Author : A. S. Andrews
Four months ago, it started. Everyone, everywhere, coughing. Day two brought bloody sores and panic, followed by the aches and fever of day three, the vomiting of day four. Day five dawned to thick, red scales, all over, even where your hair and nails used to be. They itched and burned and nothing helped. Day seven, gone. All symptoms vanished, leaving bald heads and bloodied nail beds. Lots of people died, twenty percent they say. More went crazy. Like the theories – aliens, bio-warfare, terrorists, space bugs from the downed satellite.
“Marry me,” you said three months ago. You slipped me your mama’s ring, and Uncle Joe married us.
Two months ago, Uncle Joe left his chapel for the fields, preaching hell and brim fire. Uncle Joe wasn’t the only one.
It’s back. Started a week ago. Difference is, not everyone gets sick the same day. It’s all the same symptoms – coughing, sores, fever, vomiting, scales. Except this time, on day seven, the scales get hard and yellow. And the whites of your eyes yellow and your pupils grow bigger and bigger, until your whole iris is pitch black. People are dying all over, lots of them before they even yellow. Some just disappear. Vaporized, they say.
You’re yellow now, and I have fever. “Let’s go out,” you say, “there’s a party.”
“An end of the world bash?”
You shrug. “Maybe this world.”
We go, we drink, we move through a strange crush of bodies, everyone sick. After, we sit stargazing in Uncle Joe’s field. He’s not preaching today – too weak. The Milky Way glitters above, same as always.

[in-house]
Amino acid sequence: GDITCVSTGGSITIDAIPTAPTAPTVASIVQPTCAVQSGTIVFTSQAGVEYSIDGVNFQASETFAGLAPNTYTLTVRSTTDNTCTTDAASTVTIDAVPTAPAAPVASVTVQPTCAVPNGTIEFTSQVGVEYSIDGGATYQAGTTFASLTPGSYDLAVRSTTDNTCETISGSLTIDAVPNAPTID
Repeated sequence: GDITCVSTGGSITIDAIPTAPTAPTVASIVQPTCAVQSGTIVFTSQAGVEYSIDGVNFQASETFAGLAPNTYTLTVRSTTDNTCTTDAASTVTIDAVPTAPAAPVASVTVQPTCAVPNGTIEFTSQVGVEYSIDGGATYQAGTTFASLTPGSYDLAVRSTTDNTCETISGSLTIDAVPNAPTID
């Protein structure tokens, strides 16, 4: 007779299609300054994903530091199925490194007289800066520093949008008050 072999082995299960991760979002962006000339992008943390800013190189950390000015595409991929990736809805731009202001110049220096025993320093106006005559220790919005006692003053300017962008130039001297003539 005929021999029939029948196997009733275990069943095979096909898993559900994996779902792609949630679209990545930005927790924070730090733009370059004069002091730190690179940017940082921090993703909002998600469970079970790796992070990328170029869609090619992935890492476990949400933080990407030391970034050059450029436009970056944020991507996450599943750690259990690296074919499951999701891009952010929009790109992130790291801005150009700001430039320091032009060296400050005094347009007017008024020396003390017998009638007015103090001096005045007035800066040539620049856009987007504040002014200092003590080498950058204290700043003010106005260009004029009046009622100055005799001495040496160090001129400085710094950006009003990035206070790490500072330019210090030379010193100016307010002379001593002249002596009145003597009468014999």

“Uncle Joe – he said to pray,” I say. “When it started up again.”
I think of Uncle Joe’s face, pained and red. He’d clasped his hands together and nodded at me, before another shudder came.
You smile. In the starlight, your eyes are reflective black orbs, surrounded by golden halos. “It’s not over yet,” you whisper. I want to ask what you mean, what you might know, but your soft kiss silences me, the coolness of your scales startling all over again. I close my eyes. “Until death do us part,” you say.
I start to speak, but cough instead. Your hand slips away. When I open my eyes, you’re gone, just like all the others who yellowed. Vanished. I scoop dirt, sifting it through my fingers. It’s gritty and dry, slightly sparkly, smells metallic. No hint of you left.
More theories, no answers. Teleportation, apocalypse, some freak hiding in an underground bunker, laughing. Damn freaks.
Uncle Joe died today.
I’m yellow now, sitting here where we last sat, staring at the stars, thinking of you. I see a shooting star, wish for life. Kiss my ring, it vanishes. Sky pulses, stars flash. The Milky Way shifts, changes, rearranges.
I see it now, written in the stars; my choice. Leave or die. But I have no choice. Wait for me. Until death do us part.
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